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NZ Disaster Ship-Wreck Rena Splits In Two 10th January 2012

Astrolabe Reef Oil Spill:

Death Throes Of Ship-Wreck Poses Environmental Risk, Tauranga and East Coast Areas, North Island, New Zealand.

Today, the Rena finally split into two, after holding out for almost three months since the shipwreck, and has begun its slide into the water off the Astrolabe Reef, near Tauranga, New Zealand.

This poses an environmental threat, further to the damage caused over the past few months by hundreds of tonnes of oil having spilled out ot the bowels of the Rena and into the sea. People have been cleaning up the oil slicks on the beaches for many weeks now. Finally, as light was beginning to show at the end of the tunnel, another splurge of oil and debris has arrived to darken the shores of the East Coast.

In the past few days, after the storms, the Rena has changed its angle, dipping more sharply, and has tipped off more containers into the ocean, some of which have already been washed up onto the beach at Waihi. On the news last night, three of these so far had been cleaned up or salvaged by volunteers and salvage crews at Waihi, but there were still several more to be dealt to, with the probability that more would arrive overnight. And now there is the added problem of debris from the busted-up ship and the remaining oil. The shores around Mt Maunganui in Tauranga, Papamoa, around Motiti Island, and as far as Maketu in the Bay Of Plenty, are reported to have loads of debris cast about them right now, as bits and pieces from the ship-wrecked Rena get washed up.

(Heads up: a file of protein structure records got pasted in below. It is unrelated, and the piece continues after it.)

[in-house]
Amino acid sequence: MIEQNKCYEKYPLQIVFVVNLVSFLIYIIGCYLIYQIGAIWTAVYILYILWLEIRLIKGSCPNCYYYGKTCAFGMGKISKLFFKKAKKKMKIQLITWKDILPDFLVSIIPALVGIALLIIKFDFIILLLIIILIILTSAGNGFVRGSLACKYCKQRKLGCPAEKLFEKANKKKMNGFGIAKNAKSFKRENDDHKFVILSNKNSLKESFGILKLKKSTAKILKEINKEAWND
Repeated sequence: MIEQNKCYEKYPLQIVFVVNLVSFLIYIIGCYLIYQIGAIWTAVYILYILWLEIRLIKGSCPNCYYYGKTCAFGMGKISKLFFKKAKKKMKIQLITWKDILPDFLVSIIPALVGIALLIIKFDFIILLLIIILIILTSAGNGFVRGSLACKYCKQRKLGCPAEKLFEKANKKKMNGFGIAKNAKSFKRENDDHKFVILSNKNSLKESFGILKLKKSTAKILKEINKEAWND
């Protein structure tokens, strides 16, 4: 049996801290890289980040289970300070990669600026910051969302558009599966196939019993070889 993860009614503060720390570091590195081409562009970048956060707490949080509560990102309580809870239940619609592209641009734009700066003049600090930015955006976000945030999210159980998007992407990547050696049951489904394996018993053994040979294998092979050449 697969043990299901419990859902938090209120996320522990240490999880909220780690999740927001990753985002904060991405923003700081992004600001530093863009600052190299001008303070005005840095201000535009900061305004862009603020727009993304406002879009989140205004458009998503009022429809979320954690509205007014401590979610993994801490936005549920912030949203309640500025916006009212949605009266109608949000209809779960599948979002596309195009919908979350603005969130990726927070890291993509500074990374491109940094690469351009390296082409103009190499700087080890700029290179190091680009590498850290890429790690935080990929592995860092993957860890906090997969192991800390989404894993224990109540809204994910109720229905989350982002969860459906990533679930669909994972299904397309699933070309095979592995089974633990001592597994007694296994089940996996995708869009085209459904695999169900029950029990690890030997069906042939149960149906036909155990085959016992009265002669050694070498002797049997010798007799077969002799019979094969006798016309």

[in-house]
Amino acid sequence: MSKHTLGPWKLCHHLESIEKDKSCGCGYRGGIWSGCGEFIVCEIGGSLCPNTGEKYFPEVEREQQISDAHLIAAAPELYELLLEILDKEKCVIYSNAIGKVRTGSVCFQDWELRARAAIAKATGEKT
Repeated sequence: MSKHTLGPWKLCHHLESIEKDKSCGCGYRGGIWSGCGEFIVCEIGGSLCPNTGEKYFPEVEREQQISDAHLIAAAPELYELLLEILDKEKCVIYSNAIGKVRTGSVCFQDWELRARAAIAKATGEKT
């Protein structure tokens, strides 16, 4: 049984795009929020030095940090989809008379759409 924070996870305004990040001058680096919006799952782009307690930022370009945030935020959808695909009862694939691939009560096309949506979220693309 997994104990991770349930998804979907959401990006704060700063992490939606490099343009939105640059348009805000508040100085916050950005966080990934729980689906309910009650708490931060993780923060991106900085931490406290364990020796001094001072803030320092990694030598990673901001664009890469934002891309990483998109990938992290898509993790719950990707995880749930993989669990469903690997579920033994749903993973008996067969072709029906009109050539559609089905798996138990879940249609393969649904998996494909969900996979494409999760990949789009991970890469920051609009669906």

Today, there was a plea from professional maritime safety officials for shipping lanes to be worked out and made compulsory for boats to follow – one route into the harbour, and another route out. At the moment, there are only guidelines which boats follow. These recommended shipping paths are loosely designated, and sometimes the recommendations are stretched far beyond what would be considered to be safe. For instance – it is recommended that a distance of three nautical miles be kept from the Astrolabe Reef – but it is not compulsory. Obviously, the Rena’s navigators completely ignored the recommended safety measure of keeping a good distance from the reef, the Astrolabe, where it became ship-wrecked.

And just today, when the Rena split into two, another environmental disaster involving a ship-wreck has occurred. This was at Christmas Island port, ‘Flying Fish Cove’, where the ship-wrecked ‘Tycoon’ is sinking with its cargo of 760 tonnes of phosphate on board. None of the phosphate chemical can be salvaged, and this will have a tragic result, as the phosphate will enter the sea and end up on the near-by coral reefs, which it will harm, for sure. Phosphate kills off frogs as quickly as anything, even when minimal amounts are used by farmers. Coral reefs are very sensitive to phosphate. It will kill off many fish in the area, and deprive them of food, as plankton which the smaller fish depend on, will die. So the cycle goes on. The coral, the smallest fish and sea-animals will all be affected, and the chain reaction will go on to affect even the biggest fish and sea mammals. The whale-shark is one species which will suffer dramatically, as the area around Christmas Island is its chosen spawning ground. If this area is polluted, and the food supply for the whale-shark has been wiped out, then the whale-shark may not survive. This accident could cause the whale-shark to become extinct.